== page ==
I am currently seeking a nursing job. I have been an RN for over 22 years and have 10+ years of Med/Surg under my belt from the '90s and early "00s, then took seven years off to stay home with our kids, then returned to work in 2010. Since then, I have worked for three different companies, the first one for 10 months and left because I needed more hours than they were able to give me, the second one for only five months (it was a terrible LTC job where I felt that my license was in danger everytime I worked), and the third for fifteen months, and I just resigned from there because I have a physical condition that prevented me from being able to work at a full-time Med/Surg position without being in pain for most of each shift and because I want to get back into a specific type of nursing that I did for the company that I worked 10 months for in 2010. I have been applying for jobs left and right, and I have had some interviews that are still pending, but I am afraid that my work history over the past two years makes me look unstable and like a job hopper. I mean, it is what it is, but when I worked Med/Surg in my earlier years as a nurse, I worked for the same company for eight years. Also, I recently became certified in the type of nursing that I am now seeking employment in, and I have good work records with all of my recent employers and left each of them on good terms.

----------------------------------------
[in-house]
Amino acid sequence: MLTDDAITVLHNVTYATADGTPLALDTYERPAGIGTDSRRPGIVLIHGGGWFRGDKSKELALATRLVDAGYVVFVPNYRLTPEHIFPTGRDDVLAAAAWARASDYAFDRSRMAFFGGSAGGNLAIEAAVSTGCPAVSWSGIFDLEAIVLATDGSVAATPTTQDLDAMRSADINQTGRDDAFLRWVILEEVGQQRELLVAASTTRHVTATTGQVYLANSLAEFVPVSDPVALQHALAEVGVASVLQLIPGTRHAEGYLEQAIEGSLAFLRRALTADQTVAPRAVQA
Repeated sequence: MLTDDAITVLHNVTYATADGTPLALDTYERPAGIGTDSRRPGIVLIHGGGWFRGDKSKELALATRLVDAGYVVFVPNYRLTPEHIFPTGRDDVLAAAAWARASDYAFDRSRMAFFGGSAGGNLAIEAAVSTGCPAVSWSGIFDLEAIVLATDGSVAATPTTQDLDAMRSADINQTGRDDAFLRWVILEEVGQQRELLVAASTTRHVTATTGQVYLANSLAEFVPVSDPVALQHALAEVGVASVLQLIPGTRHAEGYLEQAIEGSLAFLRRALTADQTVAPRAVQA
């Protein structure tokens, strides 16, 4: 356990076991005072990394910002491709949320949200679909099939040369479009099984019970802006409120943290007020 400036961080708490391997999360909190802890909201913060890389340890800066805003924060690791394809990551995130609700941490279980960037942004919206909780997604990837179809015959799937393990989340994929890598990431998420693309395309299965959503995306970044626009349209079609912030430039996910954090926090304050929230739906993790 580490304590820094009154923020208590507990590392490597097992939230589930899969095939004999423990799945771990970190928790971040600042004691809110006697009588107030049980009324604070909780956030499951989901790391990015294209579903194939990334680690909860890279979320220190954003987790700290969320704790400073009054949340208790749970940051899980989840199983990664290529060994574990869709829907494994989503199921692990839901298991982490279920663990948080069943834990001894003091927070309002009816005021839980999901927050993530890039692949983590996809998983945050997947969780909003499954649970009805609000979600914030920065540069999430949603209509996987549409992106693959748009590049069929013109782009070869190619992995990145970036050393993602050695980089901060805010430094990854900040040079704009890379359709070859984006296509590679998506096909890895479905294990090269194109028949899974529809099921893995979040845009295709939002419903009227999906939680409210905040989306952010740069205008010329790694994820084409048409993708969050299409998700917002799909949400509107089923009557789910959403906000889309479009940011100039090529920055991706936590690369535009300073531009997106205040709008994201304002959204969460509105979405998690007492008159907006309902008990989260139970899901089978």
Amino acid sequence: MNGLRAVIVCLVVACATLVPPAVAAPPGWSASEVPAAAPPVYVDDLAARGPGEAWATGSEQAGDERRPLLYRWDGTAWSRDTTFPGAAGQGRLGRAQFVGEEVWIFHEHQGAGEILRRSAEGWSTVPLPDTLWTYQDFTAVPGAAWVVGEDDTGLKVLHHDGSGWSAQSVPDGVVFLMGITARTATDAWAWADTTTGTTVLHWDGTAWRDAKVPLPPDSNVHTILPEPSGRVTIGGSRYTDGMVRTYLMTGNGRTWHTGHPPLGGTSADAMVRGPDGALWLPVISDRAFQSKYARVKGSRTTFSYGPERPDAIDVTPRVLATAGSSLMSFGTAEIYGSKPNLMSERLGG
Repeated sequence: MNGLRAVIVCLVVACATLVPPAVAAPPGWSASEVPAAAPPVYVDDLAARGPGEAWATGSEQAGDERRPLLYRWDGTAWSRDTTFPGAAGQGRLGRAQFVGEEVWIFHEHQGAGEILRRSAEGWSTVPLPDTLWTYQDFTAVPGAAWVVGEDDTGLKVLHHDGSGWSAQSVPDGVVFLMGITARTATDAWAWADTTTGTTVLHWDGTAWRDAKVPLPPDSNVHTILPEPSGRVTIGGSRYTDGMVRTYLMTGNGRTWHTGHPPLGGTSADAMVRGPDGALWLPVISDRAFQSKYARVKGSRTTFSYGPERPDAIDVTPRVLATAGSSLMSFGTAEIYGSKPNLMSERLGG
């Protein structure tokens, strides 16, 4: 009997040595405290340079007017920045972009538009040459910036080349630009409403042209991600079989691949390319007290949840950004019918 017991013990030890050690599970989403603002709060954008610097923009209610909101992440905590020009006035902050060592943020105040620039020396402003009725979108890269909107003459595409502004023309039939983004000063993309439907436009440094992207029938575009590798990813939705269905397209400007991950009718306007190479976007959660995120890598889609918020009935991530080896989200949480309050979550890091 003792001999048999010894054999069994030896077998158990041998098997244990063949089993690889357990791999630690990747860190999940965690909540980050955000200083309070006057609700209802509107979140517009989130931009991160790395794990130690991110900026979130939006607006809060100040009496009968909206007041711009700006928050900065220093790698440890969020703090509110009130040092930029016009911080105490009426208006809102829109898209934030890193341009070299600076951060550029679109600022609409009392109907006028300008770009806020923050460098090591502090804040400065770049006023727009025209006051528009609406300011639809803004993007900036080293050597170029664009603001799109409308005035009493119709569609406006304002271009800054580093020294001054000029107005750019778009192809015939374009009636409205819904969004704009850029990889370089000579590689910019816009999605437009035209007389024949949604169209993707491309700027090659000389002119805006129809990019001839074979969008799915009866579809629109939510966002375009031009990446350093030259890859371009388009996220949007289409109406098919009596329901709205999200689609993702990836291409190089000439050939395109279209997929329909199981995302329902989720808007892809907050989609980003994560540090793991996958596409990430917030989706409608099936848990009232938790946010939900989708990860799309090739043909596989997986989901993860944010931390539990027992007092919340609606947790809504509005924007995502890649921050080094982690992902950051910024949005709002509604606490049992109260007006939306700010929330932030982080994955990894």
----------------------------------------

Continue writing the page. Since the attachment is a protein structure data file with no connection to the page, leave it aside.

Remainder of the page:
So, if you were to interview me for a contingent position in my specialized area of nursing, would you consider me for a job or would you think that I'm a job hopper and have reservations based on the above work history? Also, what is your definition of a job hopper, exactly? IOW, how long does someone need to work somewhere to NOT be considered a job hopper?
Aug 31, '12
I'm not a manager but three jobs in less than 2 yrs does make you look like a job hopper no matter what the reasons. I can understand wanting more hours and I can understand not feeling safe in the LTC position but leaving the third position, esp without having another job lined up, probably really hurt you. The problem is finding someone to give you an interview for you to explain. Physically not being able to perform a job is a red flag to most managers. I would tell potential employees you are looking for a position in your newly certified area. I don't know what it is but hopefully it wasn't something offered at any of the places you just quit! Good luck!
Aug 31, '12
Thanks for your reply. Actually, I don't put those reasons on an application. For the LTC position, I put as my reason for leaving that I needed to find something closer to my home, which is also part of the reason why I left when I was offered the other position because it actually is ten miles closer each way, and for the most recent position, I don't mention the pain, because it is not an issue if I'm not doing the heavy lifting, etc. of a bedside Med/Surg position, I say exactly what you did, that I have a very strong desire to find a position in my area of certification (hospice), and while that hospital system does have a hospice department, it is very small and is not posting any open positions right now. To tell you the truth, I often don't put the LTC position on applications at all, because I was there for such a short time.